Mumbai: Higher cost of finance, slower economic growth and shrinking industrial production haven’t deterred truck buyers from seeking finance for purchasing new vehicles.
Truck and bus sales—a key barometer of a country’s economic health—expanded by a record 35% to 66,264 in November, according to data released by the Society of Indian Automobile Manufacturers, or Siam, on Thursday.
This is despite the sector’s high dependence on financing; almost all trucks sold in the country are bought on credit. This makes the sales of trucks more vulnerable to changes in interest rates.
Lending rates for commercial vehicle loans went up by 100-150 basis points (or 1-1.5 percentage points) in the past year to 14-16%, on the back of a series of policy rate hikes by the Reserve Bank of India (RBI), according to financiers.
But if the growth in loans and its quality are any indication, the negative macroeconomic factors haven’t dimmed buying sentiment so far.
Truck and bus sales expanded 20% year-on-year to 499,965 units between April and November, according to Siam.
Outstanding bank loans to transport operators as on 21 October was Rs66,710 crore, compared with Rs56,200 crore a year ago, RBI data shows.
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The buoyancy has surprised even commercial vehicle makers. “We always thought commercial vehicles and not cars have a higher susceptibility to increase in interest rates but the current trends say something else,” Pawan Goenka, president-automotive and farm equipment sector, Mahindra and Mahindra Ltd, told reporters at a press briefing on Wednesday.
Passenger cars sales—about 70% of which are bought on credit—declined 0.5% to 1.5 million units in April-November, according to Siam.
Executives at financing firms attribute the strong growth in truck sales to freight rates that have remained strong and helped transporters use their fleets optimally.
“We haven’t seen either the freight movement or rates coming down, which is why the earning capability of the transporters hasn’t been impacted despite the negative factors,” said Shyam Mani, managing director at Tata Motorfinance Ltd, or TMFL, the vehicle financing arm of Tata Motors Ltd and which finances close to 17% of the new trucks sold in the country. Tata Motors is the country’s largest truck maker by sales.
Monthly loan repayments are satisfactory and there have been no defaults, said Mani.
Over the past three years, TMFL’s gross non-performing assets, or bad loans, have come off to 4.91% from 9.94%. Its loan book is about Rs12,660 crore and growing at 30% year-on-year.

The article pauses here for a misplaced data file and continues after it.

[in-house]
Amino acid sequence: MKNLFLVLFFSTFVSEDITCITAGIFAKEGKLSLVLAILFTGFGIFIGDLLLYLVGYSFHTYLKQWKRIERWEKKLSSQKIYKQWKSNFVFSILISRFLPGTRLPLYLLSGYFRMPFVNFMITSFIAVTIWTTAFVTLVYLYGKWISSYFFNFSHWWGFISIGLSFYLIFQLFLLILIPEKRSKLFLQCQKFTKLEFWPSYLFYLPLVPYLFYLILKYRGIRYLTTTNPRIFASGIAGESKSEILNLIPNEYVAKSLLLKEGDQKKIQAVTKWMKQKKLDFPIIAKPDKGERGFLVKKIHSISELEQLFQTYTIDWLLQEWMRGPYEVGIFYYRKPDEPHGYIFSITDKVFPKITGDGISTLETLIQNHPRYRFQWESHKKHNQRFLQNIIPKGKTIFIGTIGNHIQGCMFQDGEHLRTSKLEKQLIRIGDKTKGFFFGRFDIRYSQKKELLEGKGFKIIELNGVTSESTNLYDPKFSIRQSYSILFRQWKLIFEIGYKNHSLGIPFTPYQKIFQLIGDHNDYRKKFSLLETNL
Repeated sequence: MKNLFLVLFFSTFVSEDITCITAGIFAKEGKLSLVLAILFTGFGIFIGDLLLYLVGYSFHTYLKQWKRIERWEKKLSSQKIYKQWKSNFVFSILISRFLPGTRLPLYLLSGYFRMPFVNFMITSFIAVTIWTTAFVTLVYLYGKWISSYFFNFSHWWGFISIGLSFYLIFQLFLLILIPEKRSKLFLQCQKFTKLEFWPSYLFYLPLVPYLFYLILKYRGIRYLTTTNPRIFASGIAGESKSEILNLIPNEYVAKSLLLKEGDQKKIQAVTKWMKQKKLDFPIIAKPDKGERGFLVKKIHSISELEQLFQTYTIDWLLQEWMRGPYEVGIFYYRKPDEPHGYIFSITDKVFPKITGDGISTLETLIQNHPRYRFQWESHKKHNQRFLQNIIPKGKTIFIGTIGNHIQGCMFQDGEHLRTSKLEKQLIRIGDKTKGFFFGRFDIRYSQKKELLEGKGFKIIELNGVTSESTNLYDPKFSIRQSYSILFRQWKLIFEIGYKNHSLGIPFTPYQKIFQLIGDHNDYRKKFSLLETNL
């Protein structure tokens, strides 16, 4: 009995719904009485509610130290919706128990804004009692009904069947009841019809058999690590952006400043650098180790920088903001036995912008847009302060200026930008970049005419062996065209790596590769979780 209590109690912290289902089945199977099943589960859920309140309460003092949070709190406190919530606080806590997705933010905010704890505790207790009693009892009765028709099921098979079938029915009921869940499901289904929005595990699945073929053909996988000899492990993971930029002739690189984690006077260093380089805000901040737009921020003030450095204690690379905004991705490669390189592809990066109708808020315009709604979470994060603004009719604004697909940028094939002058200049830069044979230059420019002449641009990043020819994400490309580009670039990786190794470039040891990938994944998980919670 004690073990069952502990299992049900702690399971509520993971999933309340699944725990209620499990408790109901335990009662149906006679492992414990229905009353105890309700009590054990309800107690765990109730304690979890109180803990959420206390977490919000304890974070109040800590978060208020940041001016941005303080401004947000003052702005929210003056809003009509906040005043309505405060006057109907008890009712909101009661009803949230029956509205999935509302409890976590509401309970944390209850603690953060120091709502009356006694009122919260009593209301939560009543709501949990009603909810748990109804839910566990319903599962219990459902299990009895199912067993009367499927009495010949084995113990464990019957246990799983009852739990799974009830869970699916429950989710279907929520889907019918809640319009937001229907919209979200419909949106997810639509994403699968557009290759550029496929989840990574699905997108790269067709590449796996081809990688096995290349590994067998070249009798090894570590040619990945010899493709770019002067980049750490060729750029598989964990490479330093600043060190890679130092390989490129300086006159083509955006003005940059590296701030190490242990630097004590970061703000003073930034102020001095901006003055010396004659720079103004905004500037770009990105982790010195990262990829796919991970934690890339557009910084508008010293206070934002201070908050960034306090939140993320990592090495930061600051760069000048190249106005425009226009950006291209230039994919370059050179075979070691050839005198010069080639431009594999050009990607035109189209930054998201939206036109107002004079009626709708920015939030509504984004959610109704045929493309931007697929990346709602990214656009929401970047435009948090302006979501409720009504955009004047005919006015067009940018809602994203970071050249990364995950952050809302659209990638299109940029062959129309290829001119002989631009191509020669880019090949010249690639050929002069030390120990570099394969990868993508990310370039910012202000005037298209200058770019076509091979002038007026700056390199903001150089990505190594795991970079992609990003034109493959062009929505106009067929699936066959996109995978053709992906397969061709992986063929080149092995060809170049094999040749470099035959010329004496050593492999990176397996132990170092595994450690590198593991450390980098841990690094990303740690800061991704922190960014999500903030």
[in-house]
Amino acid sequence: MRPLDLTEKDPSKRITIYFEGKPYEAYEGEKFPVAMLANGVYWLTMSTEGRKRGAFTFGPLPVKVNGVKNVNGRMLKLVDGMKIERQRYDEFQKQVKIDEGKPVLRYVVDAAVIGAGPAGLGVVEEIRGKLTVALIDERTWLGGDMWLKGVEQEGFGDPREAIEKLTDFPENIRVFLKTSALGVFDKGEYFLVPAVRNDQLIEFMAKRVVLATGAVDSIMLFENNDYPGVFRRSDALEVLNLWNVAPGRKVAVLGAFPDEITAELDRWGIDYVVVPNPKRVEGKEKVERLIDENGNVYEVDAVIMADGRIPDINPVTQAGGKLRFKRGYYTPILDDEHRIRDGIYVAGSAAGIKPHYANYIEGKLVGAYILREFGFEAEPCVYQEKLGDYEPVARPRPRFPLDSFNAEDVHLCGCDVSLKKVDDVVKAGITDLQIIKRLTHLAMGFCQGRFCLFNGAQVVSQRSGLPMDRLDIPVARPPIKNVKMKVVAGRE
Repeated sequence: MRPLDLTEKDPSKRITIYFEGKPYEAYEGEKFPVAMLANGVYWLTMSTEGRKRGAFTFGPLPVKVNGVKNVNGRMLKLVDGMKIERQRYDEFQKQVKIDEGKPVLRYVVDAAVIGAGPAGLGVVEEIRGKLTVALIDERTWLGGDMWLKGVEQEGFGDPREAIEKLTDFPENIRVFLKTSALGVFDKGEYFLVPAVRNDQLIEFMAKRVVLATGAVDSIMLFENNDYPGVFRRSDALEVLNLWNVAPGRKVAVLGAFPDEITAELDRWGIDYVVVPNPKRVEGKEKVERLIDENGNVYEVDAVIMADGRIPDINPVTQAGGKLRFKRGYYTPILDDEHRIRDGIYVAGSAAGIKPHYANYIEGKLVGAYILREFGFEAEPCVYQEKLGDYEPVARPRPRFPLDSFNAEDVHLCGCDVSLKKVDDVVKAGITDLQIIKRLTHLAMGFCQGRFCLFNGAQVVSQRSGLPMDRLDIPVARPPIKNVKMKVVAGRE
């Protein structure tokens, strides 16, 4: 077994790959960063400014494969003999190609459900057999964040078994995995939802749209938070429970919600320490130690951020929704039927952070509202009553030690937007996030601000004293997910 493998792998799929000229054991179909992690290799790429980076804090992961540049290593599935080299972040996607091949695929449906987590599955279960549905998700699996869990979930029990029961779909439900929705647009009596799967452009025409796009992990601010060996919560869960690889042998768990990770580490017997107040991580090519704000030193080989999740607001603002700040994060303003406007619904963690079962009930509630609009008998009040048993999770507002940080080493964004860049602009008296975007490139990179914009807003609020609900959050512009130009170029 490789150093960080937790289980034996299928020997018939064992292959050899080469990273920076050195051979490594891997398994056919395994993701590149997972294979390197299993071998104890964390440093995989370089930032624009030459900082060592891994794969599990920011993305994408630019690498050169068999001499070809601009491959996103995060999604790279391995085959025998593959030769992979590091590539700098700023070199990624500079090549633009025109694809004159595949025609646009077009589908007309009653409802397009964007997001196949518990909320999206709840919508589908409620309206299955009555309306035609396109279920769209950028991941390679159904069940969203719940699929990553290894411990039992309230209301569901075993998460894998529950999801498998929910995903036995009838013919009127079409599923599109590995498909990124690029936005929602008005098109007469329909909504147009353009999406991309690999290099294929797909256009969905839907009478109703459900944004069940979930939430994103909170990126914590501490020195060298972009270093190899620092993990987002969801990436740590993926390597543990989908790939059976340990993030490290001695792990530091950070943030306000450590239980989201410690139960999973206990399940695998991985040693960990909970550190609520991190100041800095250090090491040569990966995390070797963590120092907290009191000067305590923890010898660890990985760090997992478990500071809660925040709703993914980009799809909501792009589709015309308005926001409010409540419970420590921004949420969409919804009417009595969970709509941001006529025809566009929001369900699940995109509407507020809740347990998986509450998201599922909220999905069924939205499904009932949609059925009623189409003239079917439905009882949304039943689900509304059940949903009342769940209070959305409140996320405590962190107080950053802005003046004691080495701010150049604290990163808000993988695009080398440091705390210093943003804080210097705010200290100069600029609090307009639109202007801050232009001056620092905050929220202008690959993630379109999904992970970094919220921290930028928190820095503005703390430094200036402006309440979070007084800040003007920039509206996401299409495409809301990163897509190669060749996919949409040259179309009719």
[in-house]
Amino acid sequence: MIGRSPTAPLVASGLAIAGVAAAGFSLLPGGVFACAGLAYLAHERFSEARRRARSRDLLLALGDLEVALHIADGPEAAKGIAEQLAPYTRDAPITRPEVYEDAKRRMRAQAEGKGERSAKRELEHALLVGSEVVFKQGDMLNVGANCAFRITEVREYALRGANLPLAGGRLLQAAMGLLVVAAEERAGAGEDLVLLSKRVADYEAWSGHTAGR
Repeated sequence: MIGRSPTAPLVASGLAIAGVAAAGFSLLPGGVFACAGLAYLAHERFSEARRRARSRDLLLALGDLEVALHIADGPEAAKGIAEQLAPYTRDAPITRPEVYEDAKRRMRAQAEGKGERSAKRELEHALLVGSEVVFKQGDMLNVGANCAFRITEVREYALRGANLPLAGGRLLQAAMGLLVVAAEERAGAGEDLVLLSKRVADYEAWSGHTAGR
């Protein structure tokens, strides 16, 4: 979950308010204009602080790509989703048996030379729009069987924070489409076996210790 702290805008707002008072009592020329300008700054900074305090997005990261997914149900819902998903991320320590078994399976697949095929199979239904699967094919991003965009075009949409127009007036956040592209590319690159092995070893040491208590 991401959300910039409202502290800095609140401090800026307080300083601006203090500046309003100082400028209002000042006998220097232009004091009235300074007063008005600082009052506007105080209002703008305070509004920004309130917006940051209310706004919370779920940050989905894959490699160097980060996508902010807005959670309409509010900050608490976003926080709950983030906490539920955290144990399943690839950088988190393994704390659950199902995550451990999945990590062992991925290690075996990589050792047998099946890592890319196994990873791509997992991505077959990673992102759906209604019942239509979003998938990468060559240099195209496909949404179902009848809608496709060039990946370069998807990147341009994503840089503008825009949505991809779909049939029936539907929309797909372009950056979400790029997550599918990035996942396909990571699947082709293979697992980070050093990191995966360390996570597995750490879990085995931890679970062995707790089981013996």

S.V. Parthasarathy, head of the consumer finance division at IndusInd Bank Ltd, said non-performing loans have come down also because banks refer to data from Credit Information Bureau of India Ltd, or Cibil, the country’s largest aggregator of information on borrowers.
“Cibil has helped in risk assessment, but the fact that freight movement has remained strong owing to good monsoon, and particularly since the advent of the festive season, has helped,” he said.
IndusInd’s loan book has grown 40% this year, higher than the 30% growth it saw last year. The bank mostly finances new vehicles and has a loan portfolio of Rs14,500 crore.
The sustained buoyancy is indicative of the improved health of transporters despite a decelerating economy and rising inflation, said Mahantesh Sabarad, senior analyst at Fortune Equity Brokers Ltd.
Deepak Mohanty, vice-president at HDFC Bank Ltd’s transportation division, said many manufacturers are opting for new trucks to replace older ones because of stringent pollution control norms in several states.
Strong demand for tippers for road construction projects across the country has offset slowing demand from Goa, Karnataka and Orissa following a mining ban.
Other experts, however, say the buoyancy will be short-lived and are taking pre-emptive measures.
“The operators are feeling the pressure on margins as the freight rates haven't increased. Going forward, things may get difficult,” said Umesh Revankar, deputy managing director at Shriram Transport Finance Co. Ltd, which mostly finances the purchase of used vehicles.
In anticipation of the market slowing soon, Shriram has increased its loan-to-value ratio, or the money to be paid upfront, by 5 percentage pointsto 35%.
“With the economy slowing down, vehicle demand may get impacted adversely, affecting its resale value,” said Revankar.
Shriram Transport Finance has outstanding loans of Rs28,000 crore towards financing the purchase of used vehicles, and Rs10,000 crore for new ones.